A search for compromise will be the characteristic disposition of men. Straightforwardness of confession will vanish. Men will cleverly justify their fall, and an endearing evil will support such a general disposition. Men will grow accustomed to apostasy from the truth and to the sweetness of compromise and sin.
Saints retain all that is characteristic of the human condition; they know everything that is ours. They are near to God, but they are also near to us; they walked and dwelt among us. The people of Holy Russia venerated them, kissed their icons and holy relics, wanted to be as close as possible to the saints, touched holiness, and the Russian land was filled with it.
When He created the world, God said, Let us make man in our image, after our likeness(Gen. 1:26). God’s image manifests in man’s mental capabilities, in his authority over nature, his power, and his ability to create. God’s likeness in man consists in his moral perfection, his spiritual strivings, and in his possibility of attaining sanctity. God’s image and likeness, in which our fore-parents were created, was fully reflected in them before the fall. Sin disrupted both the former and the latter, although it did not entirely deprive man of them.
St. Euphemia was tortured during the persecutions against Christians under Diocletian, and her death and suffering are commemorated on September 16/29. But today her memory is celebrated because of a miracle that happened during the Fourth Ecumenical Council. This council was supposed to decide who is right—those who believe that Christ was both God and man, the God-Man, or those who asserted that the divinity in Christ completely swallowed up His humanity, so that even His sufferings were only apparent.
“Follow me, and I will make you fishers of men” (Matthew 4:19), said the Lord, summoning His first disciples. I did not imagine in my earliest childhood that this call would be addressed to me, though from the first, I knew that I wished to serve the truth. My parents kindled within me the desire to stand firmly for the truth, and my soul was captured by the examples of those who sacrificed their lives for it, struggling against kings when they persecuted the faith of salvation, struggling for kings when they were the bearers and protectors of piety.
The Father, Son, and Holy Spirit are not three gods, but one God, since They have one nature. But not only because of this. People also have one nature, one essence. But with people one cannot say that two or three persons are one person, no matter how close and amicable they may be. People not only have separate bodies, but each one also has his own will, his own tastes, his own moods.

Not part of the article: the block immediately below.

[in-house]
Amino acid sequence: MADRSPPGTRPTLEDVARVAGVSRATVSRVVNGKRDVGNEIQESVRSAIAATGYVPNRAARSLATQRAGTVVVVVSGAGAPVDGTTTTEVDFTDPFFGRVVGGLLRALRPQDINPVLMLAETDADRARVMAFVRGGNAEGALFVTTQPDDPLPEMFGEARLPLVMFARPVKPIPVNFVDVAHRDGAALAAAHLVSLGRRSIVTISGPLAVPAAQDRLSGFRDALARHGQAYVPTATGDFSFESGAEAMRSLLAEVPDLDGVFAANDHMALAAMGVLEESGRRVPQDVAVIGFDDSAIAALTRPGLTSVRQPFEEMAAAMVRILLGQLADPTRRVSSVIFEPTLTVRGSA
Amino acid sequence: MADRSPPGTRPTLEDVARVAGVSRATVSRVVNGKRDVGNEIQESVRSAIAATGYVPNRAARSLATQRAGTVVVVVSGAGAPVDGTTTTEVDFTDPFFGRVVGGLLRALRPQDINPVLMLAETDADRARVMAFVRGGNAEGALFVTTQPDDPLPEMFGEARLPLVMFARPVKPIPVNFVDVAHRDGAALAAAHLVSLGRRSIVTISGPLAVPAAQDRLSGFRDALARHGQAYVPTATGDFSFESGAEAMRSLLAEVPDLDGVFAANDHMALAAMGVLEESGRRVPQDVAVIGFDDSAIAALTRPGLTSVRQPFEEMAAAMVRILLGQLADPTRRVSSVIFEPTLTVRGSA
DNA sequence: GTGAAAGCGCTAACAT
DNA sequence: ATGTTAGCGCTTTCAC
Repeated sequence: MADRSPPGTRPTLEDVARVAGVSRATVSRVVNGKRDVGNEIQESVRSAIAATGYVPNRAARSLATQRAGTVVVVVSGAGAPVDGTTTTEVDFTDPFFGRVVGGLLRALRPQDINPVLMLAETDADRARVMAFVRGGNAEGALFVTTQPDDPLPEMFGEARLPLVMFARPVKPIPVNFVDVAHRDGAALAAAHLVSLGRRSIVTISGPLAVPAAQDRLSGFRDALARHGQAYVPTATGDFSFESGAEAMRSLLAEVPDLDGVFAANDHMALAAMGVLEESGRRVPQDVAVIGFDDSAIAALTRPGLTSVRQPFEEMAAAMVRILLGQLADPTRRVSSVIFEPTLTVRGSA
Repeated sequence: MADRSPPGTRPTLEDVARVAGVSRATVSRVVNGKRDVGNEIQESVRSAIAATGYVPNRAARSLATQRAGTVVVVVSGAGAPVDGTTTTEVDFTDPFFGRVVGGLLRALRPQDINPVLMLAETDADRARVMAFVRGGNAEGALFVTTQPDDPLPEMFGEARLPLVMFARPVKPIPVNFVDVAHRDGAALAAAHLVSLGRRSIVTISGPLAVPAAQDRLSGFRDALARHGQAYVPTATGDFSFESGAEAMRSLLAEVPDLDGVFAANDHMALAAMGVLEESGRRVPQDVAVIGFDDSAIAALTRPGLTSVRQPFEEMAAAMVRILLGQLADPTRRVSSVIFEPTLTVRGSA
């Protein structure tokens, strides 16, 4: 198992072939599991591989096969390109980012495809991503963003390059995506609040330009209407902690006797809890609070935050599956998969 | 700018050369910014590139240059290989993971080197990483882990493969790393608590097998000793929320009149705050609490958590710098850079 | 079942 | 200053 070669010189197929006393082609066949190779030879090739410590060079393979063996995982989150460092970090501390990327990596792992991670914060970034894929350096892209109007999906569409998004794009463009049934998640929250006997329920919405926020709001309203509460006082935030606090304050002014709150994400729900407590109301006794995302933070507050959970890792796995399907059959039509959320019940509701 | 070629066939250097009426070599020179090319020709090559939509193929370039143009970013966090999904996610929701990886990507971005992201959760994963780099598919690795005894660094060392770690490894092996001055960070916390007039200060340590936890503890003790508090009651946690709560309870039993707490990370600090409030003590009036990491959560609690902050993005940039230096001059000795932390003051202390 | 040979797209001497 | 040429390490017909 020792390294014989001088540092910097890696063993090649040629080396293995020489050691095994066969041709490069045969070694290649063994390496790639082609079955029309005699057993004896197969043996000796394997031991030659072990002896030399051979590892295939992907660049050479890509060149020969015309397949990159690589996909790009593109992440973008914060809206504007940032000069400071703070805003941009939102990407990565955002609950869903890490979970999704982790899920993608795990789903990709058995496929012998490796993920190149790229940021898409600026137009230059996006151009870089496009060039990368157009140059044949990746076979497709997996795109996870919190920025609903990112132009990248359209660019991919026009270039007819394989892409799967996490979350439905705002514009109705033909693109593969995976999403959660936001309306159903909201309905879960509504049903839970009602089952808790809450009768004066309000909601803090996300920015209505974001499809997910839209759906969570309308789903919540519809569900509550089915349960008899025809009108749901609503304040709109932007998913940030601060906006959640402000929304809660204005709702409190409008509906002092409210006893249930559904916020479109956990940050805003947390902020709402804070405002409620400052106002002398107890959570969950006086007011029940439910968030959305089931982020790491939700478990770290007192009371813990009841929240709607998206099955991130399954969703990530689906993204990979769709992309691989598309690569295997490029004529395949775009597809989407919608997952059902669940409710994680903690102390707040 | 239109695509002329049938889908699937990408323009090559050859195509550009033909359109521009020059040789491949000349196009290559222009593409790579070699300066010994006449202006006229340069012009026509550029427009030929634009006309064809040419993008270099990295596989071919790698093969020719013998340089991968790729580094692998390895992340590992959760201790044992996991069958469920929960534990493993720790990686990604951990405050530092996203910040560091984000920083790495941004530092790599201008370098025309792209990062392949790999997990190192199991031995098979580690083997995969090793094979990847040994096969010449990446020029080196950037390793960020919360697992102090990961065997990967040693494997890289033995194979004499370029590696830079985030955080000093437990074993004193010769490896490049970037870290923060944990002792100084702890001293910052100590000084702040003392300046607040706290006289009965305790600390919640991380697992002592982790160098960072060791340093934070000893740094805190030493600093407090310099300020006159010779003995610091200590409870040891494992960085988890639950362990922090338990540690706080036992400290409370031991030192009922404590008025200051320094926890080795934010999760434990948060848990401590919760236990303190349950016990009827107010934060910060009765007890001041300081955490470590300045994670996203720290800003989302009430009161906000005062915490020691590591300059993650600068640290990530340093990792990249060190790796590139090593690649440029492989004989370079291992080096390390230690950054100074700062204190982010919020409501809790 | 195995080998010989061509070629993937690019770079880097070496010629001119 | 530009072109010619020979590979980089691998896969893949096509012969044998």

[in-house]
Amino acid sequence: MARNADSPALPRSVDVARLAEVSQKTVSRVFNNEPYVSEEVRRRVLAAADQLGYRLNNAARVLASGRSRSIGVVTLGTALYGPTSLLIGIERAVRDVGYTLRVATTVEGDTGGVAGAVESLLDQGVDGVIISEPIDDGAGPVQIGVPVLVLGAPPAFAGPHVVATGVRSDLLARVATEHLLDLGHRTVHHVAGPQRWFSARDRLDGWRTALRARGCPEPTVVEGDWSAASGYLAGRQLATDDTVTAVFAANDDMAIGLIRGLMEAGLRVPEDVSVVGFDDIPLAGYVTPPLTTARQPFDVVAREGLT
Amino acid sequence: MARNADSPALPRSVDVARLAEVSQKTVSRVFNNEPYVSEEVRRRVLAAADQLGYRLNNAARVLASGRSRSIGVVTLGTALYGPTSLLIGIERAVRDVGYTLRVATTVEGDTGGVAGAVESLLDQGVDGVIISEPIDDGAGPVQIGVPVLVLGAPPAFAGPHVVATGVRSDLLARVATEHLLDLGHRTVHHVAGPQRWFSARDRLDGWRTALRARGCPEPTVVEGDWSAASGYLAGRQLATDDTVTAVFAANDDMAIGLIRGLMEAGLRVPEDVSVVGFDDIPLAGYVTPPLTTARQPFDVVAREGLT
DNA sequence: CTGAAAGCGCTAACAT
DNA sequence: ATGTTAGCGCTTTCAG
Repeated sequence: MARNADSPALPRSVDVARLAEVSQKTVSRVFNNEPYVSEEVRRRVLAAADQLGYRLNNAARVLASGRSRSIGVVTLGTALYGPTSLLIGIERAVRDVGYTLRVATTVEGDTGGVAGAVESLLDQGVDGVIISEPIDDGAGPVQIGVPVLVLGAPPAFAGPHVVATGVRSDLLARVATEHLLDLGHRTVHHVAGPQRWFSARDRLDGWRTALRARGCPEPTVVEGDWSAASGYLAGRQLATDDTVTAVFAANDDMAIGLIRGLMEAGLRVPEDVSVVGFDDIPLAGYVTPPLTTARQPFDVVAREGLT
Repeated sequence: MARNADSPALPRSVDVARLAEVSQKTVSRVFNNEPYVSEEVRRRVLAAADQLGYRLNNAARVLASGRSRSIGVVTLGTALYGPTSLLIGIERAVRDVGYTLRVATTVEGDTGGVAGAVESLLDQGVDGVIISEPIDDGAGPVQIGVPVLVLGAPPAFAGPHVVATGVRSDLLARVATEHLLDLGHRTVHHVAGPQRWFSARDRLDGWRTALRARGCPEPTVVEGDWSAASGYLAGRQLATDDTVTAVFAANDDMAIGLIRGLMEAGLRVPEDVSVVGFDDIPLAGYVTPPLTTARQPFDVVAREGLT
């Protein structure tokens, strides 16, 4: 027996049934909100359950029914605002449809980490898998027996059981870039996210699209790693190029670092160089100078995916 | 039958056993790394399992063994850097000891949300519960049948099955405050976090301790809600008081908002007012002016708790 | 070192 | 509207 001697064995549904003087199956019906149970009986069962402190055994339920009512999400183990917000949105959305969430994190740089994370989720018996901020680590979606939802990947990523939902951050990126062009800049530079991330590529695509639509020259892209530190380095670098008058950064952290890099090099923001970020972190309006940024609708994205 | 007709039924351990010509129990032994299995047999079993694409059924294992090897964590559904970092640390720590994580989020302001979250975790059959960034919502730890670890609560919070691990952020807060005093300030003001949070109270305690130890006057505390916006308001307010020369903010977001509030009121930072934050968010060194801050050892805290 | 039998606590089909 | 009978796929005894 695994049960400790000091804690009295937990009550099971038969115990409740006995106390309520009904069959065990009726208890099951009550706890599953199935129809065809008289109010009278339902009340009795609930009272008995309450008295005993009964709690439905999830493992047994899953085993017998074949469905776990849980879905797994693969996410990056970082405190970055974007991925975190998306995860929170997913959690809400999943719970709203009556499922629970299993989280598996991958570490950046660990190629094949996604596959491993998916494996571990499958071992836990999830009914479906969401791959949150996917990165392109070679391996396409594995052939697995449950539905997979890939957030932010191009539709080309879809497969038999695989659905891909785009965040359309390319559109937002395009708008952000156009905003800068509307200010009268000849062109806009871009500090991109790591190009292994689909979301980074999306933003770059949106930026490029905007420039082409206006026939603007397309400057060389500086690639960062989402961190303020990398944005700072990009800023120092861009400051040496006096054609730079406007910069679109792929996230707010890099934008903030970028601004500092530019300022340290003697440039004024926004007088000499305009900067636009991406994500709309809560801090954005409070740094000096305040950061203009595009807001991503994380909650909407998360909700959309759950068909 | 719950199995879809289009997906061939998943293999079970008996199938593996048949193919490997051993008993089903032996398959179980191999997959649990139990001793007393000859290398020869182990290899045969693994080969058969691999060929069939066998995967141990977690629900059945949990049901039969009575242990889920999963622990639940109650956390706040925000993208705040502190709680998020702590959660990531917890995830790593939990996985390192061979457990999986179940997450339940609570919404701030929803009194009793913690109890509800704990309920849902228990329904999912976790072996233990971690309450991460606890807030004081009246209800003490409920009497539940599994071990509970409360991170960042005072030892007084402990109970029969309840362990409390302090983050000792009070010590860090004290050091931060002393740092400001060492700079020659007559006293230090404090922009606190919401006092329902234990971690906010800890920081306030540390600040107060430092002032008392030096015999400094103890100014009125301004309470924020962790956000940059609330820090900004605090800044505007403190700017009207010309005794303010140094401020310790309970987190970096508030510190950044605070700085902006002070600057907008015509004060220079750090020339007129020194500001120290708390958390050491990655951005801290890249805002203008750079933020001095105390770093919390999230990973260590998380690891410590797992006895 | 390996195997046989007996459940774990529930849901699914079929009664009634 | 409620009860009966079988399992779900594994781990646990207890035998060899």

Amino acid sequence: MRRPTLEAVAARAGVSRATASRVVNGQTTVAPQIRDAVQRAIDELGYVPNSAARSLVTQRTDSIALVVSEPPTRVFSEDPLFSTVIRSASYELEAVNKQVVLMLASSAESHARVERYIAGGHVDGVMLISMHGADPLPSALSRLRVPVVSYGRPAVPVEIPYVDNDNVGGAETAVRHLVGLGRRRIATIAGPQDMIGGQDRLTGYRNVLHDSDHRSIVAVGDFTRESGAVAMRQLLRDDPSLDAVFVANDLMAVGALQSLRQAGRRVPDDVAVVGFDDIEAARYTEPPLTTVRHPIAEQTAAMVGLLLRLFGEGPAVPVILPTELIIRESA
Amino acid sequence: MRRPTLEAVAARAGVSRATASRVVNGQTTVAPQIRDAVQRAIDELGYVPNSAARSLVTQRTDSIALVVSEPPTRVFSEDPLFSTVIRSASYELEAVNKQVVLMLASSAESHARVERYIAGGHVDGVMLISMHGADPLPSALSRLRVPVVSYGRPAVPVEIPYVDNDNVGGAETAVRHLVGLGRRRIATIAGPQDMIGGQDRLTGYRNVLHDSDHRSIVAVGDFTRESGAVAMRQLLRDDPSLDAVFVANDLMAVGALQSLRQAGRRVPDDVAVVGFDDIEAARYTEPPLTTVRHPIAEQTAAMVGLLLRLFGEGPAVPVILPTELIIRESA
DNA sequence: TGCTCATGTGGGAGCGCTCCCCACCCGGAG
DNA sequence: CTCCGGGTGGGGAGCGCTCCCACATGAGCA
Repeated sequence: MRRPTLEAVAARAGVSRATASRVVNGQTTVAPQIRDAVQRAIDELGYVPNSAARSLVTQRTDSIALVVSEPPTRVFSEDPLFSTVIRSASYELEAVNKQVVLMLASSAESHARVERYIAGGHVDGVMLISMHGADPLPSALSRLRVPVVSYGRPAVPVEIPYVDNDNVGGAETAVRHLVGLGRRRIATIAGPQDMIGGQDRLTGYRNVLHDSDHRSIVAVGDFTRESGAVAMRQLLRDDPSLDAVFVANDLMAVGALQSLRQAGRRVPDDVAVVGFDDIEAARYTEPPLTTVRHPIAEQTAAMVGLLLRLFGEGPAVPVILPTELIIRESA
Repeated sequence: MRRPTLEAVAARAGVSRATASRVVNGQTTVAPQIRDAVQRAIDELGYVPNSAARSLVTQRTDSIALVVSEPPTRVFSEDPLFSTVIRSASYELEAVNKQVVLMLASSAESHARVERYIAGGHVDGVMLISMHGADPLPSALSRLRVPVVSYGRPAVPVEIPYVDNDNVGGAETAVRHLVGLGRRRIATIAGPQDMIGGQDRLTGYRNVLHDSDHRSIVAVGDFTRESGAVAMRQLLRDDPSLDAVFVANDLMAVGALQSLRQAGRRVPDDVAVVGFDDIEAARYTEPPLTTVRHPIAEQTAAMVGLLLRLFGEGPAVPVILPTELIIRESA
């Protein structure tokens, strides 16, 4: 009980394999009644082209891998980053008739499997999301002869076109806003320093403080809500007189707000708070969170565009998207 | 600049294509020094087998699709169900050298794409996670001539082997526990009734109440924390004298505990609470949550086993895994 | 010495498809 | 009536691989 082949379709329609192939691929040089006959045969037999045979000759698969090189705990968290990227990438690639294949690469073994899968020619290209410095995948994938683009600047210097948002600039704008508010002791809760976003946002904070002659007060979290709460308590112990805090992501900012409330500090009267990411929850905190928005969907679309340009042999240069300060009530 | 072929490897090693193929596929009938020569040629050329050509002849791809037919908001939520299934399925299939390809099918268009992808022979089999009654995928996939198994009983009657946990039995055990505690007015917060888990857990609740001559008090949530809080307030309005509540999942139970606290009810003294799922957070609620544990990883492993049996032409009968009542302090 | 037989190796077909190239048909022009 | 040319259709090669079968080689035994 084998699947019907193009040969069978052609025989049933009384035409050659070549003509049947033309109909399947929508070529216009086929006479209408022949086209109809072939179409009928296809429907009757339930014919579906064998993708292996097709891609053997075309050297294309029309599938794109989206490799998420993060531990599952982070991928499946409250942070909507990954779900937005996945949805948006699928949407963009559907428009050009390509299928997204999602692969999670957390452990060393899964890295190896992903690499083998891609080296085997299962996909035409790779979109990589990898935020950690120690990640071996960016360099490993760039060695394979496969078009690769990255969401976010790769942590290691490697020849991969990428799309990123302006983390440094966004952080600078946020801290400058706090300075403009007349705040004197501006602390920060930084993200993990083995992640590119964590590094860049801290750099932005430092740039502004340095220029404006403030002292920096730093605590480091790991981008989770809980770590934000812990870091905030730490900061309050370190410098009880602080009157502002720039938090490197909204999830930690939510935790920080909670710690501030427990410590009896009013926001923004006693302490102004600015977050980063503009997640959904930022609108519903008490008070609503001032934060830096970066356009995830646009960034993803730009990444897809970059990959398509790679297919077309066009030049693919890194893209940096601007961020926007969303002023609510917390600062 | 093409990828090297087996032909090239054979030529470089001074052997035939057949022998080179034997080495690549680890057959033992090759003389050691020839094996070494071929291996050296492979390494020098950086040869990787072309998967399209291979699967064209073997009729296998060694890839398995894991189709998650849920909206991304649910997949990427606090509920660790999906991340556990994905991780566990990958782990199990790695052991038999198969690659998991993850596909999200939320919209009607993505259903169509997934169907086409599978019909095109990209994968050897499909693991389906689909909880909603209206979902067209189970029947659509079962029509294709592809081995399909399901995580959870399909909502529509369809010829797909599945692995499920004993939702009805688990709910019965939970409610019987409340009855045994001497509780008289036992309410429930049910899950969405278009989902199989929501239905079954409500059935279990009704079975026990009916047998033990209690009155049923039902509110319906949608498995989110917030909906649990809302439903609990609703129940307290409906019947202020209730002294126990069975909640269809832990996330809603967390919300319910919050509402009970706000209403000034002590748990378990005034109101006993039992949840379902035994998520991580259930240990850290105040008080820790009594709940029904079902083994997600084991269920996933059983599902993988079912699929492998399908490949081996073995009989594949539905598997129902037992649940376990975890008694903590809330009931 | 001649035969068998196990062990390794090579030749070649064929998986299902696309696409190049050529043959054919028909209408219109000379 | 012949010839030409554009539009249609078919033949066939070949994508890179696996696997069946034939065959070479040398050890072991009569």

Our grief for our loved ones who have died should be inconsolable and boundless, had the Lord not given us eternal life. Our life would be senseless if it ended in death. What benefit would there be from virtue, or from good deeds? Then they would be right who say, “Let us eat, drink, and be merry, for tomorrow we die!”
On Theophany, that is, the Day of the Lord's Baptism, every year a great miracle is performed. The Holy Spirit, coming down upon the water, changes its natural properties. It becomes incorrupt, that is it does not spoil, remains transparent and fresh for many years, receives the grace to heal illnesses, to drive away demons and every evil power, to preserve people and their dwellings from every danger, to sanctify various objects whether for church or home use.
The Apostles gave Her most pure body over to burial with sacred hymns, and on the third day they opened the tomb so as once more to venerate the remains of the Mother of God together with the Apostle Thomas, who had arrived then in Jerusalem. But they did not find the body in the tomb and in perplexity they returned to their own place; and then, during their meal, the Mother of God Herself appeared to them in the air, shining with heavenly light, and informed them that Her Son had glorified Her body also, and She, resurrected, stood before His Throne. At the same time She promised to be with them always.
Being born exactly half a year before Christ, John the Forerunner by the exact time of his birth depicted his mission of preparing the way for the Lord. He was born at the time of the year (June 24) when the day begins to grow shorter after the summer solstice, whereas the Nativity of Christ occurs (December 25) when the day begins to grow longer after the winter solstice. These facts are an embodiment of the words spoken later, by the Forerunner, after the beginning of Christ's preaching: He must increase, but I must decrease (John 3:30).